The state will take a closer look, but it's not yet clear what form that will take, Eller said.

Tomalis was troubled in particular by districts and schools that were flagged for multiple irregularities, he said.

The education secretary has also ordered that forensic analysis be reinstated, and one is being prepared for the 2011 PSSAs, which were administered in March. That report should be available later this month, Eller said.

District officials said they had not seen the 2009 report, which examined tests administered that spring. Several charter operators named also said they were not told about it.

Spokeswoman Jamilah Fraser said the state has not notified the district of "any serious breach in our testing process," but said it was prepared to reopen investigations or start new ones if directed to do so.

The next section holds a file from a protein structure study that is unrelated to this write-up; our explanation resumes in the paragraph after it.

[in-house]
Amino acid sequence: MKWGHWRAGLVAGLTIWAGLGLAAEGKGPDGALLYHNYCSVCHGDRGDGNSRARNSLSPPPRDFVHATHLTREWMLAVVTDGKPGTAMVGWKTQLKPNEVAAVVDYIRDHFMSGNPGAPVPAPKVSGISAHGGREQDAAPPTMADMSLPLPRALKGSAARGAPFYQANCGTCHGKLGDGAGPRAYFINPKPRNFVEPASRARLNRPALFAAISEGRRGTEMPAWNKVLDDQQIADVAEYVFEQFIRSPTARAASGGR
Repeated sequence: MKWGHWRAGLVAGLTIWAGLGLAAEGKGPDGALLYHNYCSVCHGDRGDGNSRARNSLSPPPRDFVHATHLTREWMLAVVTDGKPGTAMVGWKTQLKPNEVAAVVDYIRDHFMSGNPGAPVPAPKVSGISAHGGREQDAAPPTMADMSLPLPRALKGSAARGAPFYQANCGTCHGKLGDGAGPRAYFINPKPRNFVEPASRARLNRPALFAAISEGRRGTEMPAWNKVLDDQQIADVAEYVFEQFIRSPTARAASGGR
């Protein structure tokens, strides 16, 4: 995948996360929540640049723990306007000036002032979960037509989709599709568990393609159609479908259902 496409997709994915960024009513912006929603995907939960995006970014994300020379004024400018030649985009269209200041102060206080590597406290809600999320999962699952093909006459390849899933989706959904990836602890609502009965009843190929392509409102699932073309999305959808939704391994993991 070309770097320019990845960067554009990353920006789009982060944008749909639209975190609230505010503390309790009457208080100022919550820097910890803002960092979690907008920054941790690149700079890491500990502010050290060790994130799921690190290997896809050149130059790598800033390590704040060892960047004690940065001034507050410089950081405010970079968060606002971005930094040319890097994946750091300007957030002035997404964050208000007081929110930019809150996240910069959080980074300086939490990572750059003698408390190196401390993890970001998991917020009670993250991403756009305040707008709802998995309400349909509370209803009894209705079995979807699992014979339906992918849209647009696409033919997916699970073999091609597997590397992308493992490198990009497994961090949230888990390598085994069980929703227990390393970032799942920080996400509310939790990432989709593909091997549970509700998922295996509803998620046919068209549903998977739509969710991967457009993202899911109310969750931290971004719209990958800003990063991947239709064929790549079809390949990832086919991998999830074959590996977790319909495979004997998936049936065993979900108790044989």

But Fraser said that was contingent on the district's getting answers to questions, "including how to think about and use the results."

Fraser said that investigating tests from two years ago would be a challenge, but that if the state "has questions about testing irregularities in the 200-some-odd schools noted in the report, which includes Philadelphia, the district stands ready to assist in any way possible."

Eller said he did not know why the state took no action in 2009, but stressed that the report was prepared during the administration of Gov. Ed Rendell.